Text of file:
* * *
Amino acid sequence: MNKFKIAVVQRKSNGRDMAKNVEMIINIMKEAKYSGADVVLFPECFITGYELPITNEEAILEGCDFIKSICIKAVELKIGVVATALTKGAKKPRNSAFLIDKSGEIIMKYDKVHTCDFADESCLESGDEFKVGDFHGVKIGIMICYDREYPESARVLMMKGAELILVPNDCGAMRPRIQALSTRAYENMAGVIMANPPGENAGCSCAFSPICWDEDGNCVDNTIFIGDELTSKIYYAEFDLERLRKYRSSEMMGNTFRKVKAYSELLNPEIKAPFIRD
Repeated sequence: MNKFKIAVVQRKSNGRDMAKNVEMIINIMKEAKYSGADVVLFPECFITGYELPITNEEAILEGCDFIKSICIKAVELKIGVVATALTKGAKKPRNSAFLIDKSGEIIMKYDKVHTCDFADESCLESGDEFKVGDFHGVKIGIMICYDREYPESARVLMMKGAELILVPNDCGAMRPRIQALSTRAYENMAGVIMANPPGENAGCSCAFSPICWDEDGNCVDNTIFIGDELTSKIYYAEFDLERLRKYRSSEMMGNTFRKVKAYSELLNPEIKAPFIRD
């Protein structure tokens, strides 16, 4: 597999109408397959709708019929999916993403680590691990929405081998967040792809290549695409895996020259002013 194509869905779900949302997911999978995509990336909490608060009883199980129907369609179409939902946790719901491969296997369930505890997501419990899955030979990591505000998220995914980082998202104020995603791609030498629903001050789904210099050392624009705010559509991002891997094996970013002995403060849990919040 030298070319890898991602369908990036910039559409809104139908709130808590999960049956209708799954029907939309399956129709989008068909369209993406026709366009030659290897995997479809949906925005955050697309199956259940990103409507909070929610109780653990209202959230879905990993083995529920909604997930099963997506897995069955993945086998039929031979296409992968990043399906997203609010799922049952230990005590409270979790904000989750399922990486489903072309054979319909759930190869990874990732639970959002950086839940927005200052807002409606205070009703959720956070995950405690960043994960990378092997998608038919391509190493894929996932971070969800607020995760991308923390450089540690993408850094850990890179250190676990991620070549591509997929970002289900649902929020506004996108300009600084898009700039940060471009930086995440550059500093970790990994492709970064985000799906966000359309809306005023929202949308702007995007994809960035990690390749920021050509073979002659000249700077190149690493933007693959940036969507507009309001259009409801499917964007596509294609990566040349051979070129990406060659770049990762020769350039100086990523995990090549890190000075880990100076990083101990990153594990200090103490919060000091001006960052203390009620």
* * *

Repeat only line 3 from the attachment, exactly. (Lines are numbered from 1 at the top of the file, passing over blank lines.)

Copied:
């Protein structure tokens, strides 16, 4: 597999109408397959709708019929999916993403680590691990929405081998967040792809290549695409895996020259002013 194509869905779900949302997911999978995509990336909490608060009883199980129907369609179409939902946790719901491969296997369930505890997501419990899955030979990591505000998220995914980082998202104020995603791609030498629903001050789904210099050392624009705010559509991002891997094996970013002995403060849990919040 030298070319890898991602369908990036910039559409809104139908709130808590999960049956209708799954029907939309399956129709989008068909369209993406026709366009030659290897995997479809949906925005955050697309199956259940990103409507909070929610109780653990209202959230879905990993083995529920909604997930099963997506897995069955993945086998039929031979296409992968990043399906997203609010799922049952230990005590409270979790904000989750399922990486489903072309054979319909759930190869990874990732639970959002950086839940927005200052807002409606205070009703959720956070995950405690960043994960990378092997998608038919391509190493894929996932971070969800607020995760991308923390450089540690993408850094850990890179250190676990991620070549591509997929970002289900649902929020506004996108300009600084898009700039940060471009930086995440550059500093970790990994492709970064985000799906966000359309809306005023929202949308702007995007994809960035990690390749920021050509073979002659000249700077190149690493933007693959940036969507507009309001259009409801499917964007596509294609990566040349051979070129990406060659770049990762020769350039100086990523995990090549890190000075880990100076990083101990990153594990200090103490919060000091001006960052203390009620």